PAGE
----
Ceiba pubiflora is a species of deciduous trees in the family Malvaceae native to Paraguay, Bolivia, and Brazil. The plant can reach more than 25 m (82 ft) in height. The species’ status on the IUCN Red List: Least Concern.
Ceiba pubiflora is very ornamental when in flower. The petals are either uniformly pale pink with a few darker spots or dark purple with crimson stripes. In the morning, they are frequented by butterflies, bees, and hummingbirds. The wood is medium hard and used to make canoes, toys, sculptures, and crates. The floss contained in the seed capsule is used to fill pillows, cushions, and mattresses.
The Ceiba tree was considered a sacred plant among the Maya people. According to the Mayan belief, the branches of this towering tree allow opening the 13 heavens. Therefore they used to plant Ceiba trees in their city parks. This is evident in the ancient Mayan city of Tikal, where several specimens of this species were found.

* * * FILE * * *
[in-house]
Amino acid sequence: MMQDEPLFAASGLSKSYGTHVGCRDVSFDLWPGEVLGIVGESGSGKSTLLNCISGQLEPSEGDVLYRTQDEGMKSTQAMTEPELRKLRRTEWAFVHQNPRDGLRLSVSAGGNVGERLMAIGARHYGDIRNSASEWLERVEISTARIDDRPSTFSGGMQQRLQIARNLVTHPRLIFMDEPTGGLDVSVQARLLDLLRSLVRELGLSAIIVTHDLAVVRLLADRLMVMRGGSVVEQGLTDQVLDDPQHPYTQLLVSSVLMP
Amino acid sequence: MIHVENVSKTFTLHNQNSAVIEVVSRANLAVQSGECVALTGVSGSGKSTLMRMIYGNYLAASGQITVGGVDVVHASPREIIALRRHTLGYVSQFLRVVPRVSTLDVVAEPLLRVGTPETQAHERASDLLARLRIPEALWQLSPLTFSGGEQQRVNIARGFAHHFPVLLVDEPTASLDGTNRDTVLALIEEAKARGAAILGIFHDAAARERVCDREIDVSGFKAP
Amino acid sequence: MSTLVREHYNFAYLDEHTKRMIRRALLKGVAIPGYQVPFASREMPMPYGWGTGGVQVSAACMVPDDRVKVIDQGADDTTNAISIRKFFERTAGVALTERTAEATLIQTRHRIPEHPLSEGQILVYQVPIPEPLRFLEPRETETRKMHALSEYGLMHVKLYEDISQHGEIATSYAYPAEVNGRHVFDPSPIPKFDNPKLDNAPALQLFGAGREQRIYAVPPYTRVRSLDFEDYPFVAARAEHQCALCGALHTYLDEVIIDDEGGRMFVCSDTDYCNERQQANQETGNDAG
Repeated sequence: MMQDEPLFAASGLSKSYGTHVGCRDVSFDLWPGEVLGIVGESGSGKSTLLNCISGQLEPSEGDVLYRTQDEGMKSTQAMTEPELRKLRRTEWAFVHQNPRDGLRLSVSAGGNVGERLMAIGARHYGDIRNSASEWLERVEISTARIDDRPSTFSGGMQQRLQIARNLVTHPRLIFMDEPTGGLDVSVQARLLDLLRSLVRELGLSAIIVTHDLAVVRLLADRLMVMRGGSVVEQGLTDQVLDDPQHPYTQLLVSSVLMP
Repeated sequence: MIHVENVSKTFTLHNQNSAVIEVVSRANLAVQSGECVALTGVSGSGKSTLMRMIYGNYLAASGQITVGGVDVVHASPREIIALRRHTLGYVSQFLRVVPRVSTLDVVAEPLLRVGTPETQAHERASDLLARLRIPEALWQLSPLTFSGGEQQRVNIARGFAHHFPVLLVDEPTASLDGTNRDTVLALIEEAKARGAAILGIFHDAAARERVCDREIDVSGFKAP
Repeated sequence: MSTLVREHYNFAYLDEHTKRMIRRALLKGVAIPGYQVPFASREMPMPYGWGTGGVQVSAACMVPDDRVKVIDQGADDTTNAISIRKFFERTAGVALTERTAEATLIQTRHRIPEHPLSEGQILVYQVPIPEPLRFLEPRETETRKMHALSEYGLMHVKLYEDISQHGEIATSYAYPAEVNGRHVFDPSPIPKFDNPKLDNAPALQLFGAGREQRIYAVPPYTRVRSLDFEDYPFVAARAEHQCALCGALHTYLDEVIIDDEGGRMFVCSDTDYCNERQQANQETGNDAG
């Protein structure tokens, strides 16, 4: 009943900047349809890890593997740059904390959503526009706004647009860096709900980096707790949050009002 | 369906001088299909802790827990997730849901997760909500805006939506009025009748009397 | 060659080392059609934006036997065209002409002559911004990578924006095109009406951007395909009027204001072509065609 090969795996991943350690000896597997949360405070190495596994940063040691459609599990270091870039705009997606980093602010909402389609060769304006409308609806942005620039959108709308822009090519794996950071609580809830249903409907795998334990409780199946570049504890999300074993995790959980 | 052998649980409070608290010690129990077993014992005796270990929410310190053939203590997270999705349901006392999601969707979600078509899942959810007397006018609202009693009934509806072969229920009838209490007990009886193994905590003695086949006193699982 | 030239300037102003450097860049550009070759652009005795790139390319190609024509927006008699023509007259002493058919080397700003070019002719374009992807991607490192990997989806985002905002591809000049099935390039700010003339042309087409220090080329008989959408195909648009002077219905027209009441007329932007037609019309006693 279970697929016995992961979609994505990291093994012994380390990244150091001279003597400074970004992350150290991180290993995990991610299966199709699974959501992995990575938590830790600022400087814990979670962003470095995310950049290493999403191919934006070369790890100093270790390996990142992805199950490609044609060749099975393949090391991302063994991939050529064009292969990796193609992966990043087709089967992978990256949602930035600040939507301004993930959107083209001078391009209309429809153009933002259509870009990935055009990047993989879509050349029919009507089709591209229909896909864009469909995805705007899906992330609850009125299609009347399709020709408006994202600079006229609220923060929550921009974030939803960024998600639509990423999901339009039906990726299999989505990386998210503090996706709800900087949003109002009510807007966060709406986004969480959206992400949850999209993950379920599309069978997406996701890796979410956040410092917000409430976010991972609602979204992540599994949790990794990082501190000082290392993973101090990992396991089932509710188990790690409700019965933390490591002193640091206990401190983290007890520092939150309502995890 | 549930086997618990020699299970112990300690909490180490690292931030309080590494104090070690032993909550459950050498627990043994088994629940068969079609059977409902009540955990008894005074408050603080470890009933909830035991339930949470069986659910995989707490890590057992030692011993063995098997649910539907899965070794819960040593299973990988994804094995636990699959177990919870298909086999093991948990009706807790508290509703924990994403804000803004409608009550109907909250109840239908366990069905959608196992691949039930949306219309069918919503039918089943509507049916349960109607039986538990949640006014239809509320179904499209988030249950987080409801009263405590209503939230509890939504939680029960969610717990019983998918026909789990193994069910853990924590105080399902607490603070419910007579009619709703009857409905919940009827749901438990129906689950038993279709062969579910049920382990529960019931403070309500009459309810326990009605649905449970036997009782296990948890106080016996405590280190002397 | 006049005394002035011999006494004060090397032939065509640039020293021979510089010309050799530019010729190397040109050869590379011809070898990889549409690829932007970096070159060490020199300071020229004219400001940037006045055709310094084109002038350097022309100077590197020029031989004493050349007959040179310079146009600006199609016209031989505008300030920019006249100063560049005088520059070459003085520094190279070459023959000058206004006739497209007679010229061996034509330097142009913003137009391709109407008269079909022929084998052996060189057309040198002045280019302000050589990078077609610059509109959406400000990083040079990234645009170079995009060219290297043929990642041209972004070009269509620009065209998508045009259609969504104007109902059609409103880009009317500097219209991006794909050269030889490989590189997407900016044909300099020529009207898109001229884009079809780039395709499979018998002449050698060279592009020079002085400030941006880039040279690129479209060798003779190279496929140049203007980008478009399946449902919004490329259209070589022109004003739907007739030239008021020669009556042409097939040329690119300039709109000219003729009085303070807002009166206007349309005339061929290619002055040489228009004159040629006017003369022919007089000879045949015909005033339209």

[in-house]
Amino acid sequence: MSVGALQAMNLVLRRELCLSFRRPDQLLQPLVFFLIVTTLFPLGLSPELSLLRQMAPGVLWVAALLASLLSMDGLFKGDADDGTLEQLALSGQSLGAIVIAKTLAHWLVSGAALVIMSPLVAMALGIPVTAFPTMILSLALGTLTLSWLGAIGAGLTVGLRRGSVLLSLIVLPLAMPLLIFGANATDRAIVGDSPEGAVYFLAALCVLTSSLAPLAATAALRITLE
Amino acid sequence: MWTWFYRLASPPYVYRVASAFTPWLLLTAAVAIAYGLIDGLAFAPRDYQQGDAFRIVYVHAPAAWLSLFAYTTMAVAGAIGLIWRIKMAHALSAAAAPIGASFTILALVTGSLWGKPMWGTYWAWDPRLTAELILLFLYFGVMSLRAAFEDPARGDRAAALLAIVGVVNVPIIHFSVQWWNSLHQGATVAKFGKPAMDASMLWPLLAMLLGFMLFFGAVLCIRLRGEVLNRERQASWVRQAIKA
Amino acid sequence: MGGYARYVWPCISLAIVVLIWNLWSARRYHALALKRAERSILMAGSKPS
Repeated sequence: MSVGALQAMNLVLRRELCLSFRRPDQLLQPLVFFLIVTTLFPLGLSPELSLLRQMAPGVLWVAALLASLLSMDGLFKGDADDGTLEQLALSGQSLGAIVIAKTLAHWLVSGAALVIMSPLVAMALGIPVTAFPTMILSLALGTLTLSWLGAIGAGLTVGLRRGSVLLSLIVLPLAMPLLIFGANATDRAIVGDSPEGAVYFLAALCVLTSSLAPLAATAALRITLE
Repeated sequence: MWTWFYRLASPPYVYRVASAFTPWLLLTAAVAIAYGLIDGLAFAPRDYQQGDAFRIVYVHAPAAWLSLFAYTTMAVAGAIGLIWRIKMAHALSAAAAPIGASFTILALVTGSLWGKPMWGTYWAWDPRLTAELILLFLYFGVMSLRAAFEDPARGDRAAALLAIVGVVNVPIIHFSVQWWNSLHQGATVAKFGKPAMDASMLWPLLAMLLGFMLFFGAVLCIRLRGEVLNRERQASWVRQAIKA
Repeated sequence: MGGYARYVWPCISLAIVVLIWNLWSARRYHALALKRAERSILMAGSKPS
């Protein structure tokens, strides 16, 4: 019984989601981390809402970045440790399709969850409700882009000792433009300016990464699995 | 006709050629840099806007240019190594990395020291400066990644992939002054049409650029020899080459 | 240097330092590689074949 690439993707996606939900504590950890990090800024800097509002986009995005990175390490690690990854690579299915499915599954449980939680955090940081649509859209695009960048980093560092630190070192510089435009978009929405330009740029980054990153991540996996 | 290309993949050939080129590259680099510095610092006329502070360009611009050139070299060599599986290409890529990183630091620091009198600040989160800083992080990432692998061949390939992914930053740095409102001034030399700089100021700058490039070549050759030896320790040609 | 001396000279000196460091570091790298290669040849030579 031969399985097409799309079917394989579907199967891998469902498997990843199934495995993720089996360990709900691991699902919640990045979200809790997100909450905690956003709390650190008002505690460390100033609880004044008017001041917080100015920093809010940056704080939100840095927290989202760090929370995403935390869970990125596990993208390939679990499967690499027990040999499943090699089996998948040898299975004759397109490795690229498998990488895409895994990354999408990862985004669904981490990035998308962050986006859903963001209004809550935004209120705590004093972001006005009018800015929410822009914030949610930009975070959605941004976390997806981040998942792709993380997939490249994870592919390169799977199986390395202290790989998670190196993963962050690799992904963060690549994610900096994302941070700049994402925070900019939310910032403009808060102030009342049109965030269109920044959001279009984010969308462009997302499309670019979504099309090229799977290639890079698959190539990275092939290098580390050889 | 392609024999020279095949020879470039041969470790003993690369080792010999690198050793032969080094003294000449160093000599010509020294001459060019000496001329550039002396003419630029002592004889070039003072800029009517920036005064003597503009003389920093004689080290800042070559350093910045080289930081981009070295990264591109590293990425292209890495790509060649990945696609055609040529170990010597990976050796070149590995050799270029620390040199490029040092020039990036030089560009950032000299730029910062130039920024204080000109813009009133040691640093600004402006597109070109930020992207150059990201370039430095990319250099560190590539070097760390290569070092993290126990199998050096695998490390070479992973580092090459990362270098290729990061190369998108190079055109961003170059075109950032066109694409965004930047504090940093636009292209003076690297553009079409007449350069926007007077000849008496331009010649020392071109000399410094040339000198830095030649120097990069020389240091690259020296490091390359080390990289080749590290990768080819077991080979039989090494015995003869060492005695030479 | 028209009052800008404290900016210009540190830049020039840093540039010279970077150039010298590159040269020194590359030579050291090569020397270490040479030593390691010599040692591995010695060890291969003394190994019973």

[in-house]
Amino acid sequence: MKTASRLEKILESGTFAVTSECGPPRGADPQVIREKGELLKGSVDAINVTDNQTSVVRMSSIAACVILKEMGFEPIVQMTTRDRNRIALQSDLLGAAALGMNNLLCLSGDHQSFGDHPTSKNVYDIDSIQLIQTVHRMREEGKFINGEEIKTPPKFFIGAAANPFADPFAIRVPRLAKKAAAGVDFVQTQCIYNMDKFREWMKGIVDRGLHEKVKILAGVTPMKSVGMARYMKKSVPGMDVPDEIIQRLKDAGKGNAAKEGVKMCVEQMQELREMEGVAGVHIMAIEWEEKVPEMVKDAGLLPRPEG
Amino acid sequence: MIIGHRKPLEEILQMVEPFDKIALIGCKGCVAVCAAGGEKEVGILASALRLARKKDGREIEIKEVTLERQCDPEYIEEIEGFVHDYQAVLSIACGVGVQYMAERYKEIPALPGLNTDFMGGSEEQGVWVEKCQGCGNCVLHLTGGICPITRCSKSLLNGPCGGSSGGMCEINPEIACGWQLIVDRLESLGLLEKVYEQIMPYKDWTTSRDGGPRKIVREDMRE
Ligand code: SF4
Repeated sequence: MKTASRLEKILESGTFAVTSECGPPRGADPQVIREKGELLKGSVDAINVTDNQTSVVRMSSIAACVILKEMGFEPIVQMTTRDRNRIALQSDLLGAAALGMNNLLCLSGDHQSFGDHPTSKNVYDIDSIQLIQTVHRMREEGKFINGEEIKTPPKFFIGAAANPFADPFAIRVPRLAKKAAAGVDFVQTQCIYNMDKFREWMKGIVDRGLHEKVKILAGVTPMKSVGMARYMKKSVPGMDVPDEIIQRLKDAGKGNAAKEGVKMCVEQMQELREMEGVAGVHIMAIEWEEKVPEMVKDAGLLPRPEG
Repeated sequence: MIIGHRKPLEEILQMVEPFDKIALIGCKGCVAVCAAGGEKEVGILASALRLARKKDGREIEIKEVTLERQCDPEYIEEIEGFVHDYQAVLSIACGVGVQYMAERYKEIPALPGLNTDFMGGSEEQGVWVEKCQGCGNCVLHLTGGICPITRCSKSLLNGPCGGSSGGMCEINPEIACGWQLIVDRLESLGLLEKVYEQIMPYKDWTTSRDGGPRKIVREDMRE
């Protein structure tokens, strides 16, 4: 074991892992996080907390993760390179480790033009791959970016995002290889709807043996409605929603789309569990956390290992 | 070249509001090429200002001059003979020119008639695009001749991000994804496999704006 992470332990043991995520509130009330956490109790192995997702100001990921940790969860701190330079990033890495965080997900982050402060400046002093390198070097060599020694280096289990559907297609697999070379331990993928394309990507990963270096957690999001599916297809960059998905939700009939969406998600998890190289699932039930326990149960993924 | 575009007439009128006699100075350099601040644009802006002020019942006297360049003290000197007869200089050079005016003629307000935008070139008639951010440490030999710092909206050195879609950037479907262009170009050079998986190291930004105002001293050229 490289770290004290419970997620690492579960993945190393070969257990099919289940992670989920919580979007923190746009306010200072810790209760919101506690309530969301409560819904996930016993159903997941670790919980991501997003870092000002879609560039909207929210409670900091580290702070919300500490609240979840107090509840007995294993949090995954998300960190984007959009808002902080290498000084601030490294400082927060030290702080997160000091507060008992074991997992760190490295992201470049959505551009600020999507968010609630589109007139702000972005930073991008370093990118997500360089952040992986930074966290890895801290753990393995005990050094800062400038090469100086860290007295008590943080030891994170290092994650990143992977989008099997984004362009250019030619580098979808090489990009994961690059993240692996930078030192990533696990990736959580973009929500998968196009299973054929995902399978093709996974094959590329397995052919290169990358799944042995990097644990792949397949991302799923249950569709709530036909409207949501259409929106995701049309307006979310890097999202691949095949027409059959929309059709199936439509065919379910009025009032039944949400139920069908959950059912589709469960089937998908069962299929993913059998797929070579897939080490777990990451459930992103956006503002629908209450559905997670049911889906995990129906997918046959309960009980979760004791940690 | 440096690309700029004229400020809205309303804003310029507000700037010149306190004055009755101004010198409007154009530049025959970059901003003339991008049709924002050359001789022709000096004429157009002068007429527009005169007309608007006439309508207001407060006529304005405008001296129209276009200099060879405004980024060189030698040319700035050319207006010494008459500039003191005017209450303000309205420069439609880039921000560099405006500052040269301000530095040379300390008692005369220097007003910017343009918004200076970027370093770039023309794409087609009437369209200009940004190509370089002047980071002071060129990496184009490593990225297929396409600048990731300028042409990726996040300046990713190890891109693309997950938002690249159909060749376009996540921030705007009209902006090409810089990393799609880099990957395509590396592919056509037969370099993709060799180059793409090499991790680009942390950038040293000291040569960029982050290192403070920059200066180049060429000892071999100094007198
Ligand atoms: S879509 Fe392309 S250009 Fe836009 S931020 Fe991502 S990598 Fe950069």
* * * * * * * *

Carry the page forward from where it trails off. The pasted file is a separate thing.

I have seen Ceiba pubiflora trees in Spain while living in Malaga. They grow in the Parque de la Alameda, a wonderful park in the city center.
I hope you enjoyed my Green planet: Ornamental Ceiba pubiflora in Spain post. If you like nature, here are a few more posts that I recommend you read next:
- Green planet: Evergreen river red gums in Spain
- Wildlife: Red admirals in Lithuania
- In pictures: Lithuania’s lakes in fall
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